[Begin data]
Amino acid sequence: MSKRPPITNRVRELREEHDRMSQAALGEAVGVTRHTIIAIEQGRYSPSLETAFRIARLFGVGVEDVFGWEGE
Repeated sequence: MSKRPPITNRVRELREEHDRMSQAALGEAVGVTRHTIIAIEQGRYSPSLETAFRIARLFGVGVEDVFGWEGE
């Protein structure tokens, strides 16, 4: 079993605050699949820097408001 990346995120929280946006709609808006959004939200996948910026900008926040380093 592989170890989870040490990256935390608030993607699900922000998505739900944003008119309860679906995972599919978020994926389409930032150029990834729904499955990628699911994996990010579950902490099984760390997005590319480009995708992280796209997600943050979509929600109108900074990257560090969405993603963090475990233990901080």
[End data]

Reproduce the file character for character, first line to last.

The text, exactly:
Amino acid sequence: MSKRPPITNRVRELREEHDRMSQAALGEAVGVTRHTIIAIEQGRYSPSLETAFRIARLFGVGVEDVFGWEGE
Repeated sequence: MSKRPPITNRVRELREEHDRMSQAALGEAVGVTRHTIIAIEQGRYSPSLETAFRIARLFGVGVEDVFGWEGE
């Protein structure tokens, strides 16, 4: 079993605050699949820097408001 990346995120929280946006709609808006959004939200996948910026900008926040380093 592989170890989870040490990256935390608030993607699900922000998505739900944003008119309860679906995972599919978020994926389409930032150029990834729904499955990628699911994996990010579950902490099984760390997005590319480009995708992280796209997600943050979509929600109108900074990257560090969405993603963090475990233990901080």